With her singular blend of laziness and ferocity—the kind of cruise-and-spurt that is the strategic heart of road bike races—Benedict, 24, has risen to the top of her sport. Last month she came off two weeks of "really weird, uneven training" to dominate the field at the trials. She displayed not only the great strength that is her hallmark but also a stunning sprint that surprised everyone. "I was shocked myself," says Inga. "I was shocked when I pulled away in the first sprint, and I was shocked when I did it again in the second."
She won two of three races and qualified first for the U.S. team that will compete in two weeks in Seoul's 82-kilometer event. Benedict's teammates are Sally Zack, 26, of North Conway, N.H., and Danute (Bunki) Bankaitis-Davis, 30, of Boulder, Colo. It's an interesting roster: a strapping 5'10" rebel biker named Inga who is jokingly called Helga by her teammates; a 5'2" prospective elementary-school teacher named Sally who's nicknamed Gumby because of her size and agility; and a 5'4" doctor of synthetic/organic chemistry who answers to Bunki. "No country will put a stronger women's team on the starting line than the U.S.," says bike team director Mark Hodges. "I fully expect them to medal."
Sue Novara-Reber, the national women's coach, goes further. "Any of them could win the gold," she says of Helga, Gumby and Dr. Bunki, "but looking at Inga's performance in the trials, I'd say she has the best chance. In Spokane she was great on the hills, she sprinted, she did everything. No one really knew what to expect of Inga, but I don't think anyone expected a performance like that."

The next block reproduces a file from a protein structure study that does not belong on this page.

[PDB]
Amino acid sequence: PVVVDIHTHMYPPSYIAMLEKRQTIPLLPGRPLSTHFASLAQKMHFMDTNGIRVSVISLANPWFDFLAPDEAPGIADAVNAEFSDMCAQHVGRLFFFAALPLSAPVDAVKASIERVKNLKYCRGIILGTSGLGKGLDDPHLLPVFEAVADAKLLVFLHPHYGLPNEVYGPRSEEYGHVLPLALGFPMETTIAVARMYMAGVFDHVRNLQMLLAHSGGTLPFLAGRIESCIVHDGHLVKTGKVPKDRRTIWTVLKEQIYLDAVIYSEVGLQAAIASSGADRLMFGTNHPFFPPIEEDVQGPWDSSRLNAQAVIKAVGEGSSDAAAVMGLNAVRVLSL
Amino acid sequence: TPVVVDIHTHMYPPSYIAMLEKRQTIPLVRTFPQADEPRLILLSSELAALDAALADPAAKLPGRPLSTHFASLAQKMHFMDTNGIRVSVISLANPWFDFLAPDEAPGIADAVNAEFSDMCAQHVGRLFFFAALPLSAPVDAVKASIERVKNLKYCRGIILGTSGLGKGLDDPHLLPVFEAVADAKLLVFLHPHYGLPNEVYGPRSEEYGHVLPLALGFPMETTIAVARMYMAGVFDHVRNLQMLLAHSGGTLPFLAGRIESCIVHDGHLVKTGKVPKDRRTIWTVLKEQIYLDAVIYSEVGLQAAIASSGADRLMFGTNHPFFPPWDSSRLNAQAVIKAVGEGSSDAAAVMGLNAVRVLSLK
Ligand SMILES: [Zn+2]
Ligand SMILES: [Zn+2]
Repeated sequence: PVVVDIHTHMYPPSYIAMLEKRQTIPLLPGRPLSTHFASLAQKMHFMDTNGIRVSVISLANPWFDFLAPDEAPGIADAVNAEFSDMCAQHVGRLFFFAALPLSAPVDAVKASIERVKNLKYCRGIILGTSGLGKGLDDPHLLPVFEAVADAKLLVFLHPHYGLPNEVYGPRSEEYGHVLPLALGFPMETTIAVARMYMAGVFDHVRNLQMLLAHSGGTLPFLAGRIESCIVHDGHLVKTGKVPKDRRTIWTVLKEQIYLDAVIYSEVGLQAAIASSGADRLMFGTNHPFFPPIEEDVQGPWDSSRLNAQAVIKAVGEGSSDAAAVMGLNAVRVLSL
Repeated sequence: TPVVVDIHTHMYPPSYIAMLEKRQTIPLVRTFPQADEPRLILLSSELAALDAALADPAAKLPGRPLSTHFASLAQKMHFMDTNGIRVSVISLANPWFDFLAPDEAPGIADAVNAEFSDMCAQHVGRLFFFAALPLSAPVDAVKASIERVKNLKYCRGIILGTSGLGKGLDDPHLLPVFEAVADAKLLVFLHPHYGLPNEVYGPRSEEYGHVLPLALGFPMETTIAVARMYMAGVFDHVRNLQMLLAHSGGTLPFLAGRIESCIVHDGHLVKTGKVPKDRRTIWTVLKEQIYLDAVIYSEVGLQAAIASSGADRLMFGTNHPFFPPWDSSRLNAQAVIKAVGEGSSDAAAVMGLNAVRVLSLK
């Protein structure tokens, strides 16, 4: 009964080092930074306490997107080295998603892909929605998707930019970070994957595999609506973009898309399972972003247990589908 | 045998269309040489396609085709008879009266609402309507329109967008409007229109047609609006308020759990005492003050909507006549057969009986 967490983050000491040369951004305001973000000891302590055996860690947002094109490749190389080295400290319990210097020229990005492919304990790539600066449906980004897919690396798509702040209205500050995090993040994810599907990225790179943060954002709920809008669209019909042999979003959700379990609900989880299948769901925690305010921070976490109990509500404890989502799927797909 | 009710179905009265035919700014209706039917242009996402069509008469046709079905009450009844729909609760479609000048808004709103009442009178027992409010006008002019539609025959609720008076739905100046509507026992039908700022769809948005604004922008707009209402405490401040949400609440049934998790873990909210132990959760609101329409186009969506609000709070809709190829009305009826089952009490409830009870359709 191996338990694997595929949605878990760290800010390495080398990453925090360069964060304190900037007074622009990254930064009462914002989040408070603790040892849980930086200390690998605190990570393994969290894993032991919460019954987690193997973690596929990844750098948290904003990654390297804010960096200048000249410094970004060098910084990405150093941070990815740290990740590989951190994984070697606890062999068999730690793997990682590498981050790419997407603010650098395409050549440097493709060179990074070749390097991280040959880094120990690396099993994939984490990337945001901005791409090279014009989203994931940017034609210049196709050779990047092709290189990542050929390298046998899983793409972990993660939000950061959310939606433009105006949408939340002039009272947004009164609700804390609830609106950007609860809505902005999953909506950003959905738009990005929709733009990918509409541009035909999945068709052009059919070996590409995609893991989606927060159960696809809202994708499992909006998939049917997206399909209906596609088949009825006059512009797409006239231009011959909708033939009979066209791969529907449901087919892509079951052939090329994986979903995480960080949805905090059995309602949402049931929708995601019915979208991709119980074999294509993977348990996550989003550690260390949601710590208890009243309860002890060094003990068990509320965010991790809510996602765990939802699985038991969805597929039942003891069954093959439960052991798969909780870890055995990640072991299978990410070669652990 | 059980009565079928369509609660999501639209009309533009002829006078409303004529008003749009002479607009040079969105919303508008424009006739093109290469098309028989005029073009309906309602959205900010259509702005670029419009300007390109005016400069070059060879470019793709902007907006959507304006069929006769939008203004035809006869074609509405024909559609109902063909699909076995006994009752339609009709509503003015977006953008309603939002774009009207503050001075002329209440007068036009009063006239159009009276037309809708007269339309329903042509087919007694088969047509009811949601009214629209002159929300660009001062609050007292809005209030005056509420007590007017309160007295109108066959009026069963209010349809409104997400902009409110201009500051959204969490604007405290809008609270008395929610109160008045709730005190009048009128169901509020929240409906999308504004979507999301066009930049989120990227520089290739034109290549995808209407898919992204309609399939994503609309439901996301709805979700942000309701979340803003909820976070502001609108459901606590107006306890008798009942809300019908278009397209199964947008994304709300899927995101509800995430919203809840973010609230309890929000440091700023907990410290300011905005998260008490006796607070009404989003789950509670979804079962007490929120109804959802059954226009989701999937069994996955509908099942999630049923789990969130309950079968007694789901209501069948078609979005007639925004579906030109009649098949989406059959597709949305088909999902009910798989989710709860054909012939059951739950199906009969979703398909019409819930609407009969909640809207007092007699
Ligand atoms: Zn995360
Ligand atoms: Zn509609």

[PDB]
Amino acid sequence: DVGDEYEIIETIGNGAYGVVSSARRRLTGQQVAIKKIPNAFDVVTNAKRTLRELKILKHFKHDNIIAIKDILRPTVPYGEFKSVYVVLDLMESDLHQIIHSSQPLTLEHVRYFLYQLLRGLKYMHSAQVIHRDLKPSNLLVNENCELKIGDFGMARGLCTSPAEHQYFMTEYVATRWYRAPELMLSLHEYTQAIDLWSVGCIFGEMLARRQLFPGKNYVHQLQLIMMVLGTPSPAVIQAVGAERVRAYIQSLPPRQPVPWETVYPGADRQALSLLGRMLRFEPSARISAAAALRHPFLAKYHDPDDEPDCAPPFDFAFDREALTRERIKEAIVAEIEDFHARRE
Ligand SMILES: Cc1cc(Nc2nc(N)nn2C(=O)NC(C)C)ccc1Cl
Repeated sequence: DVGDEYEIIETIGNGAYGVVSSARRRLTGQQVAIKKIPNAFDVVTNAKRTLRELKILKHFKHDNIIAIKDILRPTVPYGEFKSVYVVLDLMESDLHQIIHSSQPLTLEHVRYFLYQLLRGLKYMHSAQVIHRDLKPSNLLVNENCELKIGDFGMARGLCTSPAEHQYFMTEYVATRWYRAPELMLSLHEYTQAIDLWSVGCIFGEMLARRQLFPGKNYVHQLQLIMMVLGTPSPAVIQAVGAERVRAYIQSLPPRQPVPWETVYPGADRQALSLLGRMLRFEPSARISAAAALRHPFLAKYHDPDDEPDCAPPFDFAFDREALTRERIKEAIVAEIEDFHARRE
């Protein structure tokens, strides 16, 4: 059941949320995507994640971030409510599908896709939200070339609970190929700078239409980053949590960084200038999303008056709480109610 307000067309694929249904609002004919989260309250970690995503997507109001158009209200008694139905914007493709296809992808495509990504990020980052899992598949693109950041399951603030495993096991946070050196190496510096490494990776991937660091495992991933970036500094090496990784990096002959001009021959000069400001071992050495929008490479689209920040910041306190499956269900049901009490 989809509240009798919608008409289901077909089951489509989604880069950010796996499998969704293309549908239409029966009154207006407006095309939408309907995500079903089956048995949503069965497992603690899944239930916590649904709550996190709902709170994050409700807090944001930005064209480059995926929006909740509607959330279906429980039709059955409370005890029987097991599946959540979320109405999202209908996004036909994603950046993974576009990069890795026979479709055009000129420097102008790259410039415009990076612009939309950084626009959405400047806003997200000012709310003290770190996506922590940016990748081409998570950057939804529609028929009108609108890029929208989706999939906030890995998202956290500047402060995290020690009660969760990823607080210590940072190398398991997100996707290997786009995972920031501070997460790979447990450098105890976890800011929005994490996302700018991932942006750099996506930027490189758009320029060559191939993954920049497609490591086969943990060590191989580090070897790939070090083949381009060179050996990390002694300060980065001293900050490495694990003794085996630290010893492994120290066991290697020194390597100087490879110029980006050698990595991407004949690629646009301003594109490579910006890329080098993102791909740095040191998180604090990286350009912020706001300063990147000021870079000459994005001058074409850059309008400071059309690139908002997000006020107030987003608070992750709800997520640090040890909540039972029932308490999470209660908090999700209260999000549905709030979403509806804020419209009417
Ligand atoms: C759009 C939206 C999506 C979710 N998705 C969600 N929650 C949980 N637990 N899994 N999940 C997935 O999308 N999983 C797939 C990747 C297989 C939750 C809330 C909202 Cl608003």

Benedict's father, Newton Thompson, a Reno physician, says Inga has been athletic all her life. "She played everything and played everything well. She rode cutting horses, was on a state championship cross-country team, and a state championship ski team and ran the mile and two-mile on a state championship track team."
"My main sport as a kid was running," says Benedict, who didn't take up bicycling until 1984, when she made that year's Olympic team. She finished 21st in the Games.
"I started biking only a few months before the trials. I wasn't going to be world-class as a runner, and bicycling fascinated me, particularly the idea of stage races like the Tour de France—day after day of grinding it out. Although I do get lazy, the harder something is—physically and mentally—the more it intrigues me. I looked at bicycling and wondered, Can I do that?